Study Explains Social Security Shortfall


A new study debunks the myth that Baby Boomers are to blame for the financial shortfall facing Social Security and points out that the root of the problem was created in the late 1930s when policy makers decided to pay the first retirees benefits that far exceeded the contributions they made to the system.

Failing to build up a trust fund – like NYSTRS and other well-funded defined benefit pension plans have done – that could be invested to pay future benefits created a “pay-as-you-go” approach for Social Security, according to the June 2019 study by the Center for Retirement Research at Boston College.

While some point to the large numbers of Baby Boomers who will be retiring over the coming years as a major cause of pressure on Social Security, the Boston College researchers said this “much-maligned” group will have paid more into the system than they are scheduled to receive in benefits.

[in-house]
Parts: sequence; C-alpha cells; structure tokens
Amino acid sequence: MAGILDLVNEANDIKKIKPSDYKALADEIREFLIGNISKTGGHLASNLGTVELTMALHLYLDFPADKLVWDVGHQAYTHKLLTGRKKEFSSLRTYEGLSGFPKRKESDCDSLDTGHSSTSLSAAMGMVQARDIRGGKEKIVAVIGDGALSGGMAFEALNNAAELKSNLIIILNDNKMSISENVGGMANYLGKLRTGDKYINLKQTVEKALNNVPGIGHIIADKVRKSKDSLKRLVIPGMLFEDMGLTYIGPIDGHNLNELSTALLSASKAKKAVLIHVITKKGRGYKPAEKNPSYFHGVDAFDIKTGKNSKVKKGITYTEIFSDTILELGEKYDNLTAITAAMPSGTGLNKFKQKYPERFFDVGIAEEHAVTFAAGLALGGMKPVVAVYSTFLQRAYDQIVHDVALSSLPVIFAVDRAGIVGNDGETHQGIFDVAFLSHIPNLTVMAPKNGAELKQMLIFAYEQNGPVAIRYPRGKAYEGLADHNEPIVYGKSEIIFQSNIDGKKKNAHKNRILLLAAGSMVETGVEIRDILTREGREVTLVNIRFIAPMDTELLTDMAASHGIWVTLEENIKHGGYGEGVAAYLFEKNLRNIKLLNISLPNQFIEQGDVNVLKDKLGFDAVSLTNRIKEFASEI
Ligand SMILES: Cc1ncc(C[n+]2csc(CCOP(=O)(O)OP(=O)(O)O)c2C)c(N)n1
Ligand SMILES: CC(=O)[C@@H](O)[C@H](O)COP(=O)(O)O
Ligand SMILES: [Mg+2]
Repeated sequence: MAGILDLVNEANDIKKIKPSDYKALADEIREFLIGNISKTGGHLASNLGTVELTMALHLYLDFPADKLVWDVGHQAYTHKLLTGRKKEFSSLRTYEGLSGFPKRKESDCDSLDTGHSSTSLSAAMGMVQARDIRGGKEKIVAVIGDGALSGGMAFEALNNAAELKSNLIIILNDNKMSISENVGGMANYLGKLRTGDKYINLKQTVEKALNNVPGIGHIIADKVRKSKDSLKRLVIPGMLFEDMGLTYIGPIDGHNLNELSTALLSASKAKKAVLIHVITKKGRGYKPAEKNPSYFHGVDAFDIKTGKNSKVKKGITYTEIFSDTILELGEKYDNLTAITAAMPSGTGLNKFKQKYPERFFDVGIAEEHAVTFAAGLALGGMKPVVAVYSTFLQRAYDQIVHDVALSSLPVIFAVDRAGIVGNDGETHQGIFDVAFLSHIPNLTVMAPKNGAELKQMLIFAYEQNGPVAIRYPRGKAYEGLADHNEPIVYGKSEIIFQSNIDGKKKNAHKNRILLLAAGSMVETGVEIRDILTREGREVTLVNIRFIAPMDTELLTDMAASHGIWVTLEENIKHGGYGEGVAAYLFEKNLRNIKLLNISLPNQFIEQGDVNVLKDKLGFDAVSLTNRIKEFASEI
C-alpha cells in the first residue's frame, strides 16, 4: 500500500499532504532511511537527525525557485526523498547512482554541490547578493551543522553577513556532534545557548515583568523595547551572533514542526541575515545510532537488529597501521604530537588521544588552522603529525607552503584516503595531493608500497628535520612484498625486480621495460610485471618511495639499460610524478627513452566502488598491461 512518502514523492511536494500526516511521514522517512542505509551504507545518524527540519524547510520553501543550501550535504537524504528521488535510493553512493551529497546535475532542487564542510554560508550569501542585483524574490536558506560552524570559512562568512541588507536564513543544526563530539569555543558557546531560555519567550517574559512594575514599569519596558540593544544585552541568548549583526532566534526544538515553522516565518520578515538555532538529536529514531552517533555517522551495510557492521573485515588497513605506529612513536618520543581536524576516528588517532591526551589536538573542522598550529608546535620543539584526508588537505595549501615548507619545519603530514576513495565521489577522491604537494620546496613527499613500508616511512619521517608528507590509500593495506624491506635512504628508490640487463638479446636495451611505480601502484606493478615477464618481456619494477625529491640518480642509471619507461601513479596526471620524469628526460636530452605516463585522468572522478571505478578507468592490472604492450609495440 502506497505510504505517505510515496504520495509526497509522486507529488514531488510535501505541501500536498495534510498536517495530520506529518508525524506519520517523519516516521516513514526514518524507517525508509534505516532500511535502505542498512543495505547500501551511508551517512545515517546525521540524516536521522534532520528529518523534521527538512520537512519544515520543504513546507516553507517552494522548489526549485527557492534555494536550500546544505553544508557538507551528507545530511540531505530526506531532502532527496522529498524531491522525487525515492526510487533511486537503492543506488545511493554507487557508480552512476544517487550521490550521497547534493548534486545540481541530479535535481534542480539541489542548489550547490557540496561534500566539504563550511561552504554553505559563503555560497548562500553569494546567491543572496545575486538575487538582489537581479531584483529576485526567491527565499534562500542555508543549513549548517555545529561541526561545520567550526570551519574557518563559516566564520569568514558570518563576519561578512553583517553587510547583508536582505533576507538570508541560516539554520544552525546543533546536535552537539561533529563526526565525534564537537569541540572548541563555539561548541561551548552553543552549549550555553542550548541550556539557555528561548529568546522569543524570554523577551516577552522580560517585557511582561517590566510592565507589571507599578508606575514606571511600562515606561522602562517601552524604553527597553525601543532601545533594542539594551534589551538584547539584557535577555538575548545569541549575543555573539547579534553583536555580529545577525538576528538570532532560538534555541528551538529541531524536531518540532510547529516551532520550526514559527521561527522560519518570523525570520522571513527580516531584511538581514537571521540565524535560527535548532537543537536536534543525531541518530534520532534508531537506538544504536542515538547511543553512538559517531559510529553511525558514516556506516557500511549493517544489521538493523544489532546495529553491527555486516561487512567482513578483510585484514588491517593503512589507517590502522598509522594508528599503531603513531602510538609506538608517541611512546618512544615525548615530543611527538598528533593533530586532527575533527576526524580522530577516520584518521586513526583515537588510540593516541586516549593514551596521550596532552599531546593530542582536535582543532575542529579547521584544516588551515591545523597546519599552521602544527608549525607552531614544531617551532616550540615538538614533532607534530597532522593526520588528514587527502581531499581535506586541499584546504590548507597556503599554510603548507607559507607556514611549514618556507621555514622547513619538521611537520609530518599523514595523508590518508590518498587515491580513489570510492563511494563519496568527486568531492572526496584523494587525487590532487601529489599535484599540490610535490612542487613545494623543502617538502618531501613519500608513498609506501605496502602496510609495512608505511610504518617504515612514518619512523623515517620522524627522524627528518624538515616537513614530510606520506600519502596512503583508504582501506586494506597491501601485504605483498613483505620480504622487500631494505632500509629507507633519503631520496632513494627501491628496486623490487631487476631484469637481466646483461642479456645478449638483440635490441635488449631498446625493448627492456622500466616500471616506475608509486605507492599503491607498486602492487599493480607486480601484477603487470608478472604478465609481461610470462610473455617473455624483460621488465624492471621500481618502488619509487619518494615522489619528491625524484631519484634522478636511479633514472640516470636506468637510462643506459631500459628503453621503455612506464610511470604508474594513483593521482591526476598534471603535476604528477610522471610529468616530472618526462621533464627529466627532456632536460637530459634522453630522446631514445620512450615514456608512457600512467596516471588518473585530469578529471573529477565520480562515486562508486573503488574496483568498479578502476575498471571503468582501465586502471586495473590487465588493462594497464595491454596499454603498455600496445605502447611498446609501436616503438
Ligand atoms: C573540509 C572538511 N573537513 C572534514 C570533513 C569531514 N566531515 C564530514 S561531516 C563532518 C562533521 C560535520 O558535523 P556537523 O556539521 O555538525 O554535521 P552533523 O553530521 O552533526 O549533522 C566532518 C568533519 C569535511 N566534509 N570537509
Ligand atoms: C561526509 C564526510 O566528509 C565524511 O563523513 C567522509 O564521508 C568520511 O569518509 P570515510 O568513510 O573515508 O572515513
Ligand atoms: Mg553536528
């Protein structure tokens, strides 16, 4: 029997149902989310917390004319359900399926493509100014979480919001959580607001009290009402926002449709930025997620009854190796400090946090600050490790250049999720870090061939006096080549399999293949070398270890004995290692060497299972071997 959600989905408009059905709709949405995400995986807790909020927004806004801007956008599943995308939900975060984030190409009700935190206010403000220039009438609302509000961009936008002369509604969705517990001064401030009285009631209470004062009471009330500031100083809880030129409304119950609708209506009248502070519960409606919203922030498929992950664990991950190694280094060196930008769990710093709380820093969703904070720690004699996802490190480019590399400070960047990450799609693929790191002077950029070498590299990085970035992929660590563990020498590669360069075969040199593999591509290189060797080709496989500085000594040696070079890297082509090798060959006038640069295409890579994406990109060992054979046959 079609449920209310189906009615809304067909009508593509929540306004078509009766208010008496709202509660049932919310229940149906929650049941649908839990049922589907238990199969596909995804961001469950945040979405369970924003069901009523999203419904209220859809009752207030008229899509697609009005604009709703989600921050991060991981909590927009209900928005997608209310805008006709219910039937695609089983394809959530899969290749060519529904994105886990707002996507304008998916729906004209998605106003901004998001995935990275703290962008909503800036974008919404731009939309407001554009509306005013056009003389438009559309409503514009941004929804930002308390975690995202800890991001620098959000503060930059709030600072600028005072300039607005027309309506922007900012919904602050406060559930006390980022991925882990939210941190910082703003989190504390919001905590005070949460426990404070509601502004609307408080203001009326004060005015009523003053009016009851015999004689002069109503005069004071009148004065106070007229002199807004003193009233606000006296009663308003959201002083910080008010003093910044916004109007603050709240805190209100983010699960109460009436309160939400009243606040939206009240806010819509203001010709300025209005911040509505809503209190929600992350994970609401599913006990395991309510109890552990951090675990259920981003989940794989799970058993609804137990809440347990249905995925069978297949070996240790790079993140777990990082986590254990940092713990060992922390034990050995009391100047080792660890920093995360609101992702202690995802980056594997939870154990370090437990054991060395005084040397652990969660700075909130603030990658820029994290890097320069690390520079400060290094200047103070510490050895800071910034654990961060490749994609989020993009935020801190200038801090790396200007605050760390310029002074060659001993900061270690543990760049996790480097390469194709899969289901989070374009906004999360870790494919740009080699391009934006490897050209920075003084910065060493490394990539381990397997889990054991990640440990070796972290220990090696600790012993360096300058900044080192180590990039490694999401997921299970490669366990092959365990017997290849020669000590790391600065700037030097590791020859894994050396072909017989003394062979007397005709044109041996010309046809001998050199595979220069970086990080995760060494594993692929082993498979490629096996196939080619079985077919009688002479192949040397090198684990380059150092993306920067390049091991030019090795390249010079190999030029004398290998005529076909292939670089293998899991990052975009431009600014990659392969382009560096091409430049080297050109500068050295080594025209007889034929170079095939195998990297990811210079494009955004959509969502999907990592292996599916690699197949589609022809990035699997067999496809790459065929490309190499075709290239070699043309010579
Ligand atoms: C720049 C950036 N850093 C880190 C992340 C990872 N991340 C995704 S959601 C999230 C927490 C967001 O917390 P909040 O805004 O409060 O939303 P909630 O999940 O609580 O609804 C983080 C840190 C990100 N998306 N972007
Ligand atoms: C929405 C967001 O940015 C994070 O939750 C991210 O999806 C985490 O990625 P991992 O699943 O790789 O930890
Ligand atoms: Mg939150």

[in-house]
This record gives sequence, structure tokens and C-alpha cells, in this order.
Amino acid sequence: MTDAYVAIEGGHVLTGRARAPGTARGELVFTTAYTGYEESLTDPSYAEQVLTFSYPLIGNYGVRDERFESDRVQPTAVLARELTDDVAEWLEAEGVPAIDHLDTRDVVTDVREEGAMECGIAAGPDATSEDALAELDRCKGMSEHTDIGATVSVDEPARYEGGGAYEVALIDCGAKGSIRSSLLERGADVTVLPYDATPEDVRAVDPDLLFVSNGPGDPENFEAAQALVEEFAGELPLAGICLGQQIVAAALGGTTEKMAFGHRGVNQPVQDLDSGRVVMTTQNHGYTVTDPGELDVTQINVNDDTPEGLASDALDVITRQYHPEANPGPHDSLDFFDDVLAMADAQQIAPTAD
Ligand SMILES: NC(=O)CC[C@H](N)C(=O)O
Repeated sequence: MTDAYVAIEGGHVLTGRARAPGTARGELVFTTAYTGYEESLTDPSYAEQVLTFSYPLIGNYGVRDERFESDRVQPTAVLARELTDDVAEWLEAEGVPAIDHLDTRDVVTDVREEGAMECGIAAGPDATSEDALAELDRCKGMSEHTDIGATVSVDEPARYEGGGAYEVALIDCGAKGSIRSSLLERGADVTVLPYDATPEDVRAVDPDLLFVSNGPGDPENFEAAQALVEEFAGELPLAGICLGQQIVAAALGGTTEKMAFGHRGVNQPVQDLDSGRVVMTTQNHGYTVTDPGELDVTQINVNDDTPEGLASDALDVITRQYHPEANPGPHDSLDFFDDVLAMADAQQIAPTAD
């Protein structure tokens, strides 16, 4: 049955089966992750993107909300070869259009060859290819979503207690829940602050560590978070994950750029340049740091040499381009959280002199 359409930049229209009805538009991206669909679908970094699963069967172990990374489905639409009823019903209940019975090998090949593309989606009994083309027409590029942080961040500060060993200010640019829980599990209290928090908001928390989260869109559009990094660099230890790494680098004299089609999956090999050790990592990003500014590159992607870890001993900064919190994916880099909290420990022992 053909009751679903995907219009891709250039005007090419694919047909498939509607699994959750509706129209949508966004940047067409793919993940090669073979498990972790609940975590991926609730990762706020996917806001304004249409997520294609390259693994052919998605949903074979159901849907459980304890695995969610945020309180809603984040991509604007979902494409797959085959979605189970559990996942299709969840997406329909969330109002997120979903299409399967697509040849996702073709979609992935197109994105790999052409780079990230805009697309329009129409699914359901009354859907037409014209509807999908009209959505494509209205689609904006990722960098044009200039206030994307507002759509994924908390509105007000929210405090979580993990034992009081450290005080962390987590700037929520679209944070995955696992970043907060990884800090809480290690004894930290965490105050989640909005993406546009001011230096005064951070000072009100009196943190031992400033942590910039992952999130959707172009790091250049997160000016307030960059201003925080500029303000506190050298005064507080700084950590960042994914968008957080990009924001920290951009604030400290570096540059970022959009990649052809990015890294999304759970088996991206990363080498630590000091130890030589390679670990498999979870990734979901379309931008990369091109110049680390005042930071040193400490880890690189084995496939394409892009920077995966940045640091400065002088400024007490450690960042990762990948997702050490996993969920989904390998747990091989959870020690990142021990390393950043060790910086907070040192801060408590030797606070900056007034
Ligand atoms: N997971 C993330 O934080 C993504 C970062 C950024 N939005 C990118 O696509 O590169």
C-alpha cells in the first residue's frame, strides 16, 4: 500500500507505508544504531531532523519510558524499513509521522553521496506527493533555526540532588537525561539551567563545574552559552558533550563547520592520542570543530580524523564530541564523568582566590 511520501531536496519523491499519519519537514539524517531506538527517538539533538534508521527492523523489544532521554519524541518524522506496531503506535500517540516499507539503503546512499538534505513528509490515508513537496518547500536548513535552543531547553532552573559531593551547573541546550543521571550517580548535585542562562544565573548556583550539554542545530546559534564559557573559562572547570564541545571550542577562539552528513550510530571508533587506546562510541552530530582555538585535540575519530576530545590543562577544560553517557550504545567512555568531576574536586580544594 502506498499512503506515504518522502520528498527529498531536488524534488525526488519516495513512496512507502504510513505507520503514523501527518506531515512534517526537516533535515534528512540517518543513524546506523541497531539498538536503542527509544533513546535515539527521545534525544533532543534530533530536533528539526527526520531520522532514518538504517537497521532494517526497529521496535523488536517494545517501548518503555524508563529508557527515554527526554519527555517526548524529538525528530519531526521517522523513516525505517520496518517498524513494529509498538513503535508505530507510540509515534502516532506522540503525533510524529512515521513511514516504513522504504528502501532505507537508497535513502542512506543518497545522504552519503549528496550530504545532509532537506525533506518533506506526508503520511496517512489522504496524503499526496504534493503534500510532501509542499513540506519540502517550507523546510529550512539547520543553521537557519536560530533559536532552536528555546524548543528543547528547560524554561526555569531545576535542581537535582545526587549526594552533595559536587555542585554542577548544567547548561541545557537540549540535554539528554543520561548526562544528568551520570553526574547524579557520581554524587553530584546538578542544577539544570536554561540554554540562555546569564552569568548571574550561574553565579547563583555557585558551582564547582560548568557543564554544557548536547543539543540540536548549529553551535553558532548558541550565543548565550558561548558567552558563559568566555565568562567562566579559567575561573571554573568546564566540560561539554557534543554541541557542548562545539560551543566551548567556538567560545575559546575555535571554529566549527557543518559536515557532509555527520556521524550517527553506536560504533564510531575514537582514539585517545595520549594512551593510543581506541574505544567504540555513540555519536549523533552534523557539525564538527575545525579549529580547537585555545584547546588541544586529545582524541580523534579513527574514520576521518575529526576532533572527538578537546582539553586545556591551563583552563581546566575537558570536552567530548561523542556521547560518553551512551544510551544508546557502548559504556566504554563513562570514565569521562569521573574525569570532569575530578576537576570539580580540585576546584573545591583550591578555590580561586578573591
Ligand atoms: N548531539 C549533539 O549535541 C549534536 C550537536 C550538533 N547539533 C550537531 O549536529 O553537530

“This Missing Trust Fund makes the program more costly than it otherwise would be, as current participants are forced to contribute toward both benefits and the missing interest,” the researchers said in their report, “The Implications of Social Security’s ‘Missing Trust Fund.’”

If lawmakers had stuck to the original vision of Social Security as it was first approved in 1935 and built up a trust fund, the current Social Security tax rate of 10.4% would generate enough revenue to make the system fully funded, the researchers said.

The researchers, led by Alicia H. Munnell, director of the Center for Retirement Research at Boston College, said that to maintain current benefit levels and deal with Social Security’s financial shortfall, policy makers should consider two general options: raise taxes permanently to make up for the lack of trust fund interest or temporarily raise taxes by a higher amount to build up a trust fund.

This study and other industry research related to pensions are found in our Pension Education Toolkit.

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